They charge that Sudan's delay in implementing a three-party plan to deliver food to civilians in rebel-held areas shows Khartoum is not willing to resolve the crisis, the Sudan Tribune reported.
Malik Agar, chairman of the Sudan People's Liberation Movement-North, led a delegation from Addis Ababa, Ethiopia, to Washington, D.C., where he was expected to meet with a number of U.S. State Department officials, including Princeton Lyman, the department's special envoy to Sudan.
Agar was accompanied by SPLM-N Vice Chairman Abdel Aziz al-Hilu and Secretary-General Yasir Arman.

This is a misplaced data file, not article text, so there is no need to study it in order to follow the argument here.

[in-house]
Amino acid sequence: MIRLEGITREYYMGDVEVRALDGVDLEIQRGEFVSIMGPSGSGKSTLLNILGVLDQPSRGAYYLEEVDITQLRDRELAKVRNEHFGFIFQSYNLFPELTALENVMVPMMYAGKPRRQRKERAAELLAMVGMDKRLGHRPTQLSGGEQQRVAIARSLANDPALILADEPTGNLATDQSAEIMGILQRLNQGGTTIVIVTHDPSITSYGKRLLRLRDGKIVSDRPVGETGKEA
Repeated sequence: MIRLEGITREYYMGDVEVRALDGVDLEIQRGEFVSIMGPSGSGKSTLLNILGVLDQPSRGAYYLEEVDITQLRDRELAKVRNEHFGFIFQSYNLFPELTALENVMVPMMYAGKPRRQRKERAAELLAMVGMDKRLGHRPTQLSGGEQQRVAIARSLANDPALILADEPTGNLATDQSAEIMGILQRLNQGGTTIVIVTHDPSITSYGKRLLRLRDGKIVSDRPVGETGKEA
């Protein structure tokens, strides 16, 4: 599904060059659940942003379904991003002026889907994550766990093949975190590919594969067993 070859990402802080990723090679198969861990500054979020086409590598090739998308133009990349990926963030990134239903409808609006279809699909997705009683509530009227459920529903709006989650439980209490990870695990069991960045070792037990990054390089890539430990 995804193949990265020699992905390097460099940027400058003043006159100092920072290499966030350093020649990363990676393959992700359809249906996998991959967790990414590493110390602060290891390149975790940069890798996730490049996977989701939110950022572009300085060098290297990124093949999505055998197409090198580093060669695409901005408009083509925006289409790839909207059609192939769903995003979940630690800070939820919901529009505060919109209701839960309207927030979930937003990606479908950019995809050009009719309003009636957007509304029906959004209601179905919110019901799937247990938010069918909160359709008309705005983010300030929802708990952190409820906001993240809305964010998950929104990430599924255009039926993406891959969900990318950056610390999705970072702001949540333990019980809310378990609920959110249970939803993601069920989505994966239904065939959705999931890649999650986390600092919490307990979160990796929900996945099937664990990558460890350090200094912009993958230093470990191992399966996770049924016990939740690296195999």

The trio want the United States to support a comprehensive process for Sudan that goes beyond the "Two Areas" protocol Sudan agreed to in a peace agreement with the rebel group in 2005.
Sudan has said it wants to include traditional leaders as well as civil society groups in South Kordofan and Blue Nile in peace talks. It wants to exclude the rebel group from the talks because it says Arman and al-Hilu are not from the Two Areas.
The SPLM-N says the inclusion of the other groups in the negotiations is an "empty public relations gesture."
The rebels say the government of Omar Bashir has not worked seriously to reach a negotiated political settlement to the conflict and that Khartoum has not allowed access by humanitarian organizations to areas held by SPLM-N.